Album Reviews: March 28, 2017

Finn – Godsend EP (Winnipeg)

Short and sweet is better than long and boring, and that’s obviously what Winnipeg alt-rockers Finn thought when crafting their new EP Godsend. Across the concise effort the band layers a dynamic range of melodies with amazing sounding results.

Opening tracks like "Godsend" and " " ring out with fat bass, echoing guitars and even some bells and whistles in manner of speaking, all mixed in with the bands effortless hooks.

Tracks like "Lines" however find the band in a more upbeat and groove-driven place, making a song you can dance to that soars in its layering. "Mason Hall" even finds the band pushing their ability to slowly build a song to an epic finale, and between the harmonies and focus-grabbing percussion, it doesn't do it blandly either.

The Jesus And Mary Chain – Damage And Joy (Scotland)

You'd be hard pressed to find as strong of a return from bands on five-year hiatuses than the almost two decades between records for these Scot-rockers. Overall there's a great record that can be parsed out of this release, that is only hampered by a handful of updated older tracks and strange creative choices.

Their sound hasn't grown tired or relevant thanks to some minor tweaks, making tracks like "Always Sad" and "Song For A Secret" amazing back-to-back features for the band, with harmonies and their old-school simplicity.

Somehow they've managed to even take some more subtle notes on their production and direction from the bands they influenced like The Raveonettes and Veronica Falls, upping the grit and soft moments respectively and making the sound of the record feel accessible.

Songs like "War On Peace" find them digging into a slow-burning and even more psychedelic sound that their usual flair whereas, "Facing Up To The Facts" is classic JAMC in all their glory.

Together with some misfires like "Amputation" and the lyrically questionable "Simian Split" this is a great comeback for the band after such a long break, but hopefully in the future they can trim the fat a little.

Empty Nesters – Sweer (Ottawa)

If you needed any more reason to check out Empty Nester's set for the Debaser Spring Thing in April, their latest EP is certainly convincing. The tonally inviting indie acoustic stylings create lulling but gripping sounds that make for a smaller release that's hard to put down. "Dank Chat" breezes in like a cold sunset, with a looming echo and gloomy vocals with just the right hint of hope to give it a pleasantly ambivalent feeling. Going even darker on the moody instrumental break of "Improv Night," light melodic hooks provide catchy moments while the song builds the tone and brightens up the rest of the record by contrast. "Taste The Happy" recalls parts Angel Olsen with more overtly darker overtones. The drone mixed with a haunting set of ooo's making for a chilling listen. Bringing a little more light to the record on "Disappointed Dads" there's a lyrical deepness that's contrasted beautifully by a more excited and eager guitar performance. The dissonant harmonies work well to add to the emotional weight of each chorus with something simple. With a delightful rock close on a Surf Curse cover, there's a lot of promise for the future of Empty Nesters, left all the more intriguing given this energetic cover.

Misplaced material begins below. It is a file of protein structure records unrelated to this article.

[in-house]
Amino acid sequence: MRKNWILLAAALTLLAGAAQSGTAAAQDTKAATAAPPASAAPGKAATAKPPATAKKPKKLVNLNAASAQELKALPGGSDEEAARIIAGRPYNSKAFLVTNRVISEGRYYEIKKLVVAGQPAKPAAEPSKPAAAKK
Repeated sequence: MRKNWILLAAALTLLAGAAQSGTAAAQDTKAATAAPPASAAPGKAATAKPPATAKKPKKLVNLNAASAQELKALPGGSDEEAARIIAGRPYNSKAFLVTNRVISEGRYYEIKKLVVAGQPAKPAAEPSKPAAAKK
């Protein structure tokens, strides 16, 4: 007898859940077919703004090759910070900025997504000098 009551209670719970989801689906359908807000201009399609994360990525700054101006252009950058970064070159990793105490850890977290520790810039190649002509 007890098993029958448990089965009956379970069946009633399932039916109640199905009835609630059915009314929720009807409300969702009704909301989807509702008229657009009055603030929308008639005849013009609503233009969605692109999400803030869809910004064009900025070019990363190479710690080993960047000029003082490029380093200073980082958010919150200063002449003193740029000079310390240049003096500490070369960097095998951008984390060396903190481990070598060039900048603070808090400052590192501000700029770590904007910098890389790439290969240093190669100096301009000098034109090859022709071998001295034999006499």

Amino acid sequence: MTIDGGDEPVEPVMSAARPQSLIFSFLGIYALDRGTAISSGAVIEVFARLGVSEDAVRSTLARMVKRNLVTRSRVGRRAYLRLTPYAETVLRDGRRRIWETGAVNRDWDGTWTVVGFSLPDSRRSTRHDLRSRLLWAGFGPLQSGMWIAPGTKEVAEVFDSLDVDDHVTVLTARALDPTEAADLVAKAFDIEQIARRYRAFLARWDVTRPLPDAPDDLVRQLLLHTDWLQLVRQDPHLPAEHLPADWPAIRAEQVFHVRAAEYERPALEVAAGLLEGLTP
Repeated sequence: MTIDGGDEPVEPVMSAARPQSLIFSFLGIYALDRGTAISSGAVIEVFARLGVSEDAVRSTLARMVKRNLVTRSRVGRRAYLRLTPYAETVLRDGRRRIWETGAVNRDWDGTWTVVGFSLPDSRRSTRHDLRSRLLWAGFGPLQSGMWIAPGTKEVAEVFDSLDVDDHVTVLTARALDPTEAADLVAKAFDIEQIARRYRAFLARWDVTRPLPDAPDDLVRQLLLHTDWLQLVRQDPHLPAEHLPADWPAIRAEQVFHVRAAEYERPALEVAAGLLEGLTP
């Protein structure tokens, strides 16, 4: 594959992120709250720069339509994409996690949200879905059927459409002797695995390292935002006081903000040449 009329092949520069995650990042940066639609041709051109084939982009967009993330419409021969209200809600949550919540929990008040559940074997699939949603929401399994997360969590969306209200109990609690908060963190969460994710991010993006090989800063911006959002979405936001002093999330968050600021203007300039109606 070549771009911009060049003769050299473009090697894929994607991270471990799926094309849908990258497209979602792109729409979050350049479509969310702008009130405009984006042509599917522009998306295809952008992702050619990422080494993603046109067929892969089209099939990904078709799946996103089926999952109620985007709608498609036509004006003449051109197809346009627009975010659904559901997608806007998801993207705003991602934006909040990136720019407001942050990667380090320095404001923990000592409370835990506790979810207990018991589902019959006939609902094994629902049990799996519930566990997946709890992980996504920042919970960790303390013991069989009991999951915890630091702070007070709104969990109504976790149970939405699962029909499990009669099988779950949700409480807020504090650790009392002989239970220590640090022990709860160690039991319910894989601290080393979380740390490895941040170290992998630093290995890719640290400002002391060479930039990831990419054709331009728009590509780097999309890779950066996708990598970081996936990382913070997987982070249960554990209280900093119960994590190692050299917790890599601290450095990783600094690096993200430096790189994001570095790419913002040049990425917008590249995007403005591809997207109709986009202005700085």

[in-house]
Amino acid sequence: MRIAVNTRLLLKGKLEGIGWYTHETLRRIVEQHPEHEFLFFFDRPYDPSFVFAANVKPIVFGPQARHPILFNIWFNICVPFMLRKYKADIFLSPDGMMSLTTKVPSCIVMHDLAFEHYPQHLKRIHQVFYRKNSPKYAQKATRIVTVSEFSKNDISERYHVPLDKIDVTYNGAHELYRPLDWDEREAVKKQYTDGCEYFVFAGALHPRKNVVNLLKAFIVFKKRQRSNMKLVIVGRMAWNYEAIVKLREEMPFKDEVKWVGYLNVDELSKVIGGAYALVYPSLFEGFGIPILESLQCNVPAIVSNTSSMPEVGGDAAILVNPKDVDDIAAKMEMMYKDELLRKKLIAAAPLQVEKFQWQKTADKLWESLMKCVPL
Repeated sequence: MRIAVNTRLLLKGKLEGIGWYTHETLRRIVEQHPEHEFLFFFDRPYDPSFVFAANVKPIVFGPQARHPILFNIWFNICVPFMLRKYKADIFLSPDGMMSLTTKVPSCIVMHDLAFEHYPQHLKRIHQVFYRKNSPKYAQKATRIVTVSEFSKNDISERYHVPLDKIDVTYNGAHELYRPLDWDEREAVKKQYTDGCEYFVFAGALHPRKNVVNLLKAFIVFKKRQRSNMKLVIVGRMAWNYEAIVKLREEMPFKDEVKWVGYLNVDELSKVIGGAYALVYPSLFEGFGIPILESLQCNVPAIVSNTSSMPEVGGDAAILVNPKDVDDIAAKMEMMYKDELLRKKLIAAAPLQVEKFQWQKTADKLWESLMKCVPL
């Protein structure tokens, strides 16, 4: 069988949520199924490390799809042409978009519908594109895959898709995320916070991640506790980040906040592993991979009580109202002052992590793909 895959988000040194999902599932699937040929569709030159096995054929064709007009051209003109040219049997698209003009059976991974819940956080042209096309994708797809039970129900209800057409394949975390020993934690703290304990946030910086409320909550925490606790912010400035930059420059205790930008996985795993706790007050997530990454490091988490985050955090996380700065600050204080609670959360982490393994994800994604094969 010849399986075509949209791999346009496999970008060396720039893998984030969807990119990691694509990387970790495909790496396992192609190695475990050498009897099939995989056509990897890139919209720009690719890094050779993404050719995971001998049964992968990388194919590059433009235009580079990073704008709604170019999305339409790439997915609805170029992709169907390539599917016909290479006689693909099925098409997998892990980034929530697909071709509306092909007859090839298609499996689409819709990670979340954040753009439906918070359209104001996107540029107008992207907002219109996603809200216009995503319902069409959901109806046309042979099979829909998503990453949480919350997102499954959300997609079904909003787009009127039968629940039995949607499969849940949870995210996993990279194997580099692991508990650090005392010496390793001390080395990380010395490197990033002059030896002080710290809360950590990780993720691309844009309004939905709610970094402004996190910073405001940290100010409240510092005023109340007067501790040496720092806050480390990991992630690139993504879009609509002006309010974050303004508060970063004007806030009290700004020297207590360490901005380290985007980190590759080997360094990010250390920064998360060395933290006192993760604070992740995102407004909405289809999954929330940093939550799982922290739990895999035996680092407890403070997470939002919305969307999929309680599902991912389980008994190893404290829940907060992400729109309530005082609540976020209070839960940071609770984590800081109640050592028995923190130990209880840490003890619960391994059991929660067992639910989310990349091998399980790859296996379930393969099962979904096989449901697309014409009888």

Soulwax – From Deewee (Belgium)

In the dark depths of electronic pop lies the new record from Belgian trio Soulwax, who despite being on their eighth album may still be best known for their LCD Soundsystem remixes and the Soulwax FM feature in the latest Grand Theft Auto installment. Their record echoes of a band full of experience however, drifting between electronic pop, cinematic synth sounds and even a a bit of jazz. The seamless run between tracks like "Preset Tense" and "Masterplanned" show off a band that knows how to develop a sound while still keeping it hook-based. "Missing Wires" however pulls in a distinctly jazz hooked influence to make their pop feel smart, along with the head-percussion they pack with it. There's something utterly perfect about the sound and drive of "Is It Always Binary" though with its gutteral drumming and more prog rock focused riffs and attitude that make it a cool moment in the middle of the record with all the sonic finesse of the tracks around it. Even by the end of the record, simple bass-driven tracks like "Goodnight Transmission" aches of a band loving to make music and feeling out every part of their sound, for some delicious pop that can appeal to everyone without compromising the band's voice.

Jacques Greene – Feel Infinite (Montreal)

It's always fascinating to see producers making their own albums, as more often than not their skills come from a deep of music itself. The deeply pop influenced, but experimental in tone record from Greene is an intriguing listen, and notable for being his first LP after many EPs and singles since 2010.

Tracks like "Feel Infinite" and "Real Time" feel born for the club floor with their powerful beats and looping voice-tracks, leaning more to house influence than anything else. As a pop producer however, Greene's most accessible and memorable tracks come on "True" which features How To Dress Well, giving a fully fleshed out feeling to his pop production, as well as "You See All My Light" which bursts with life as a powerful Synth pop track with club overtones, making for something powerfully ethereal in its growth.

This first full length from the Montreal producer is amazingly intriguing, while admittedly having certain tracks much more clearly cut for certain crowds than others.

Overall though after this listen a lot more people are going to be clamouring to hear what he's up to than when he was just that producer known for appearing in Azealia Banks "212" video.